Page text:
July 17, 2009
Welcome to the Fishing Report. It is warm this morning but not for long. It is going to be a cool weekend. I’m looking forward to that. Little River has great flow and looks good. Everything is lush and green, our town is not crowded at all but it will be tomorrow. Park visitation is way up this summer. I think more local people are staying home this summer and spending their off-time in the Park.
This will be a great fishing weekend in the Smokies. Conditions will be perfect unless we get a ton of rain today. The higher elevation brookie streams are fishing extremely well. The water is cool. This weekend it will be chilly up high so take a jacket. I would also take a fleece garment in case you fall in. That would feel good when you get back to the truck and you could continue to fish while you are wet.
Down low I would use terrestrial patterns, Yellow Sally dry flies including the Neversink Caddis and/or a Green Weenie. Anglers are reporting exceptional fishing but it will be better early and late except in the high mountain streams. We’ll see lows in the 40’s this weekend up there. The water may be that cold too, up high. It will be down near 50 degrees for sure. In the low country the water will be warmer than that but still cooler than it has been. Fish are going to be active.
I stopped at the Visitors Center this morning to look at the back field. It will be covered with three huge tents for Troutfest 2010 and I wanted to see what the drainage would be like in the event of heavy rain. Of course I started talking to my buddy Herb Handly. He is in charge of tourism for our County so we talked about that. We talked about camping and fishing and looked at his new truck. Time got away from me. I checked my watch and it was 9:30. I was late for work probably for the first time in 15 years. The shop staff had a funny look on their faces when I walked in. I guess they thought I had died.
I talked to our Wildlife Commissioner yesterday. His name is Mike Chase. I had met him before but never talked to him. We had a good time. He owns a bunch of restaurants including the Copper Cellar brand. So, we couldn’t help but talk about business. Our business was the reason for my call to him. As I told you a few days ago we lose money on the sale of fishing licenses. I want Mike to see the numbers and at least bring it up before the Wildlife Commission. I’m going to e-mail them to him and he will bring it up. Maybe I can talk to the full Commission when they have their next East Tennessee meeting. I have addressed them before and felt good about it.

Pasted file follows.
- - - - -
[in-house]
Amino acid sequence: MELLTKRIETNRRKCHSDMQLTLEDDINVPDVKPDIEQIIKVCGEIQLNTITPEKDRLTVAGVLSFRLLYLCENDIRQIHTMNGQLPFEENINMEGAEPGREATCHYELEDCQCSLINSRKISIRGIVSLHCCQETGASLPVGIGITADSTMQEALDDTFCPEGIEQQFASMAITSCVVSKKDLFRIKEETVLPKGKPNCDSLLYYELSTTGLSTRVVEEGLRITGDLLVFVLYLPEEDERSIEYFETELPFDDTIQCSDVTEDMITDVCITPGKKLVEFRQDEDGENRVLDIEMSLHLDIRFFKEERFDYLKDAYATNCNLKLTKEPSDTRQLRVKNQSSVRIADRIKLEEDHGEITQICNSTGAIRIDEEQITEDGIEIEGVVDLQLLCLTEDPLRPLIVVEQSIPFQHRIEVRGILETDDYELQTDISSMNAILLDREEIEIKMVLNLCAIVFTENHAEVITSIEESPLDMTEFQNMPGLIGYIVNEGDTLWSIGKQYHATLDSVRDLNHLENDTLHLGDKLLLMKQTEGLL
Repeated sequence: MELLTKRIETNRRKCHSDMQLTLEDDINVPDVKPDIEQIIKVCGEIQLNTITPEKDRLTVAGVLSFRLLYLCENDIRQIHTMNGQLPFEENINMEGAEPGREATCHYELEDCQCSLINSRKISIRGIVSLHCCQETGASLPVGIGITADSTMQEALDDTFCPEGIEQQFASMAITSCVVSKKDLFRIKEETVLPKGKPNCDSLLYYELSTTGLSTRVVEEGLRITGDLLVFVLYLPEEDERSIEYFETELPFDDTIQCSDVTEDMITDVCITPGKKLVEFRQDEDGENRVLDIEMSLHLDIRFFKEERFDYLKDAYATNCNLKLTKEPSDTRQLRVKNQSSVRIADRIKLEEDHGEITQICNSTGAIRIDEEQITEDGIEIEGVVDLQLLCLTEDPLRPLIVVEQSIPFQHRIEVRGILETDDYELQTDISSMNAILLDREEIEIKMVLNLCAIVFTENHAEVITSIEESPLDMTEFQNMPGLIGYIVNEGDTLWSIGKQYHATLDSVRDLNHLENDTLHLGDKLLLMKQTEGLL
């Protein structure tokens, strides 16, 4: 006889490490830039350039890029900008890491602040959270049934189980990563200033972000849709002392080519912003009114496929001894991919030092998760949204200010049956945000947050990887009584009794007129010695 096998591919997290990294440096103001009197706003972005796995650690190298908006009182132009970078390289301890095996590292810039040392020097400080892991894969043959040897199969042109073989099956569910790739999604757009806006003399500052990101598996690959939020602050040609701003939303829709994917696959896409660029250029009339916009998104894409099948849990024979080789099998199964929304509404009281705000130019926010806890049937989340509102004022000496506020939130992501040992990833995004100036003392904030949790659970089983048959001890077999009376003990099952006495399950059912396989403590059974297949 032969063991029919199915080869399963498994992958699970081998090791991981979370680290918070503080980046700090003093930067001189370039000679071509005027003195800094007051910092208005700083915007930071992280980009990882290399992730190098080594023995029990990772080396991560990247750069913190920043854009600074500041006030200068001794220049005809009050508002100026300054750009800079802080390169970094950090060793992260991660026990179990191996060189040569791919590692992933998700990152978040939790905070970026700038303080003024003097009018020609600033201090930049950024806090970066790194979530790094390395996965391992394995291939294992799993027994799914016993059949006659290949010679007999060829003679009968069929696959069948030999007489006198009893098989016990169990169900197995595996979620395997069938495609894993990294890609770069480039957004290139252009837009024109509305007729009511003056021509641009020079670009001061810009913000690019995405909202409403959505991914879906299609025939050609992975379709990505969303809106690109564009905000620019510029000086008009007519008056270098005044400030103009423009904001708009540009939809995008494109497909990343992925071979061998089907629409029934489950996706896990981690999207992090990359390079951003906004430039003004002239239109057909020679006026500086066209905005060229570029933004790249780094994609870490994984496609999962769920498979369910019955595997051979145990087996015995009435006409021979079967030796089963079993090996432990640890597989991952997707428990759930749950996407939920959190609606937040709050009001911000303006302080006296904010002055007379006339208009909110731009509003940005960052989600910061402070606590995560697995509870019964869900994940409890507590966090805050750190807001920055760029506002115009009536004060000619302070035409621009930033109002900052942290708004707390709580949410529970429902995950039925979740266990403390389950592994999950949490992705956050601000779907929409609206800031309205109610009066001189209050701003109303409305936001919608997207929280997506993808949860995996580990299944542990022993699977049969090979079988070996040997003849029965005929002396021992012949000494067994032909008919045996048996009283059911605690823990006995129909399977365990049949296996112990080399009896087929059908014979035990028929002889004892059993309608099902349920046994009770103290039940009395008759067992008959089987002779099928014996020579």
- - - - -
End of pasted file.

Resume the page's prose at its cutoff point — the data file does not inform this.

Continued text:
For one thing, I am and always have been a big supporter of TWRA. I served on their support group organization which was called the Tennessee Conservation League back then. We provide wading equipment to the biologists in East Tennessee at our cost. I want those guys to have good equipment. If I know there is an important fisheries issue that the biologists are in favor of I support that. I think we have the best coldwater biologists anywhere. They help the Park. We used a TWRA hatchery truck and two biologists were there to handle the native Southern Appalachian brook trout we stocked in Lynn Camp Prong this week.
TWRA has a revenue problem. Fishing participation is down. Soccer is winning out over fishing and hunting with our young people. That revenue problem is causing operating deficits. Mike and I both agreed that an increase in fishing and hunting license sales is not a good idea. They raised the license costs by 30% four years ago and the repercussions from out of state anglers was very noticeable. Our fee was not raised at that time.
So, really their best choice will probably be to do nothing. And, they probably won't do anything especially if it means raising the license cost or giving us more. I won’t blame them.
But maybe the solutions to our dilemma as an agent losing money can be found in other ways. Quite possibly the internet will be the answer. Maybe a self service kiosk in our shop will be one of the solutions. Graphics that make it easier for out of state anglers to understand the many options will help. Maybe we could charge a processing fee.
The bottom line is this. We sell $76,000 worth of fishing licenses. And it takes about 10 minutes to sell each one. Our dedicated phone line just sits there waiting for someone to purchase. That costs 25 cents per transaction. If the customer charges the license it costs us another 55 cents. And we get paid 82 cents by the Agency.
Mike figured out right away that I’m not raising a stink. I just want their help and understanding about a problem that they might not even know about. This problem is mostly limited to stores like ours who are specialized fly fishing shops. Often, we sell a license to people who do not fly fish and maybe never will. So you can’t offset those losses by saying that the customer will always buy something else. That just doesn’t work in a tourist town like ours. But, the problem is not agency-wide. It only affects a few of us.
We’ll figure something out with TWRA and we’ll still be friends, maybe better friends.
Have a great day and thank you for being here with us.
July 17, 2009
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